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Consider the following problem:

A ball is dropped with an angle a between its direction and the normal of the floor and bounces up with an angle b between its direction and the normal of the floor. Does the momentum conservation principle apply?

I would say that it does since there do not exist any external forces on the system.

But when I apply the law I get this:

$-mv_0cosa+0 = mv_1cosb+0$

(I use the y-axis to calculate the speed)

which in turns gives this:

$v_1 = -mv_0cosa/cosb$

It just feels wrong. Can I really apply the law of conservation of momentum???

Any help is appreciated. Thanks :)

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  • $\begingroup$ Note that there is change in the velocity of the ball bouncing around, which means that there is an acceleration and hence a force acting on it. Since you don't include that force and the ground to your system you cannot apply conservation of momentum. $\endgroup$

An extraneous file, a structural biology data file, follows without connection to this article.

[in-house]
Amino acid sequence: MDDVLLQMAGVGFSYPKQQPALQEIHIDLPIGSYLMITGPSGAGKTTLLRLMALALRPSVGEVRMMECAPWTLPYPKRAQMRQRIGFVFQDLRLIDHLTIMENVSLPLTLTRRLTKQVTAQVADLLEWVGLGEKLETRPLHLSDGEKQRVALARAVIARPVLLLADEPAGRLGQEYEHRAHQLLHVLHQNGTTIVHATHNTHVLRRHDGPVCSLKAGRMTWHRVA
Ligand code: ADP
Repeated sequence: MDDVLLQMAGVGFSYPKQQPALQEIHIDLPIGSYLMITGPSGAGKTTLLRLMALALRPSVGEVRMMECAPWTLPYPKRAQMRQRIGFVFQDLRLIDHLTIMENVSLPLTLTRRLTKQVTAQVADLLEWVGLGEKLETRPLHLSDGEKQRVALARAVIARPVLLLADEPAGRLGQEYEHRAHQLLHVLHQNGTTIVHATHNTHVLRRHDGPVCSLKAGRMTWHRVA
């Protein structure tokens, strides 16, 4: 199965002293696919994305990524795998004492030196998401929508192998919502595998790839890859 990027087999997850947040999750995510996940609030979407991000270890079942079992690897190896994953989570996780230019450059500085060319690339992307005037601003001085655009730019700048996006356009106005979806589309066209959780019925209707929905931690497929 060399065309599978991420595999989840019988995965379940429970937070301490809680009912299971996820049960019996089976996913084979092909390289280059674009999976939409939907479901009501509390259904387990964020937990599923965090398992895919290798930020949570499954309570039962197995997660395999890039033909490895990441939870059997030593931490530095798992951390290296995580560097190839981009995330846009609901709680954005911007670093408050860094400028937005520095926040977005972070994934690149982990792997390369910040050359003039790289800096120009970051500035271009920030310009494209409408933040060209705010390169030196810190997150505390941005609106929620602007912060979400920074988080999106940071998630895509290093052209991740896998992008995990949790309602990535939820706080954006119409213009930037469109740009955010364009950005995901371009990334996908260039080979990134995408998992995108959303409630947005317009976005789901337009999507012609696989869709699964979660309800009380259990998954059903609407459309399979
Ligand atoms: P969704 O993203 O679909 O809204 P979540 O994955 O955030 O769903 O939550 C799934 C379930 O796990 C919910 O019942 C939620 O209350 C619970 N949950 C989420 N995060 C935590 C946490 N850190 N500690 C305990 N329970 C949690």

– Gonenc
    May 11, 2015 at 19:23

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You didn't cancel out the mass $m$ properly.

$$-mv_0\cos a+0=mv_1\cos b+0\\ -v_0\cos a=v_1\cos b\\ \frac{-v_0\cos a}{\cos b}=v_1$$

The incident angle is equal to the exit angle in such collision, $a=b$. The above reduces to:

$$v_1=\frac{-v_0\cos a}{\cos b}=\frac{-v_0\cos b}{\cos b}=-v_0$$

And here you see what you probably expected. In the perpendicular the ball leaves with the same speed it came with, just backwards.

If angles $a$ and $b$ are not equal, an external force has made it's ground-shaking effect! Then your expression will not be simple.

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